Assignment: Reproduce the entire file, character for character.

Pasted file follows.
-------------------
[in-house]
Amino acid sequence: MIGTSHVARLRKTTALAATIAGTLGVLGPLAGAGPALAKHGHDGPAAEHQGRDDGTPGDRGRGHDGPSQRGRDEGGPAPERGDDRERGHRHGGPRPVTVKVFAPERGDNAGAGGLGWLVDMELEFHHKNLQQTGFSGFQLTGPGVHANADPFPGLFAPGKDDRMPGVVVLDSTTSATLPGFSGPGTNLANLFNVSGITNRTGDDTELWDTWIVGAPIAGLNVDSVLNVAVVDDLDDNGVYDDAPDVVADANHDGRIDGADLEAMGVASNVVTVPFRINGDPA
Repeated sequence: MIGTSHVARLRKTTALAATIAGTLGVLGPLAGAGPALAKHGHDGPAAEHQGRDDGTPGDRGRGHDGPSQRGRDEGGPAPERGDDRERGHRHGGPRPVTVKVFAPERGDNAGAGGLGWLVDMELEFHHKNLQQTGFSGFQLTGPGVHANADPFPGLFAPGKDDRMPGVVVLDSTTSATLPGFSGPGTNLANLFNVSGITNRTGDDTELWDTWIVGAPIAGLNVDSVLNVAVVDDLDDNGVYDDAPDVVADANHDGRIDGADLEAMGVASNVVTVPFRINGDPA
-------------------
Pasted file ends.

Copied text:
[in-house]
Amino acid sequence: MIGTSHVARLRKTTALAATIAGTLGVLGPLAGAGPALAKHGHDGPAAEHQGRDDGTPGDRGRGHDGPSQRGRDEGGPAPERGDDRERGHRHGGPRPVTVKVFAPERGDNAGAGGLGWLVDMELEFHHKNLQQTGFSGFQLTGPGVHANADPFPGLFAPGKDDRMPGVVVLDSTTSATLPGFSGPGTNLANLFNVSGITNRTGDDTELWDTWIVGAPIAGLNVDSVLNVAVVDDLDDNGVYDDAPDVVADANHDGRIDGADLEAMGVASNVVTVPFRINGDPA
Repeated sequence: MIGTSHVARLRKTTALAATIAGTLGVLGPLAGAGPALAKHGHDGPAAEHQGRDDGTPGDRGRGHDGPSQRGRDEGGPAPERGDDRERGHRHGGPRPVTVKVFAPERGDNAGAGGLGWLVDMELEFHHKNLQQTGFSGFQLTGPGVHANADPFPGLFAPGKDDRMPGVVVLDSTTSATLPGFSGPGTNLANLFNVSGITNRTGDDTELWDTWIVGAPIAGLNVDSVLNVAVVDDLDDNGVYDDAPDVVADANHDGRIDGADLEAMGVASNVVTVPFRINGDPA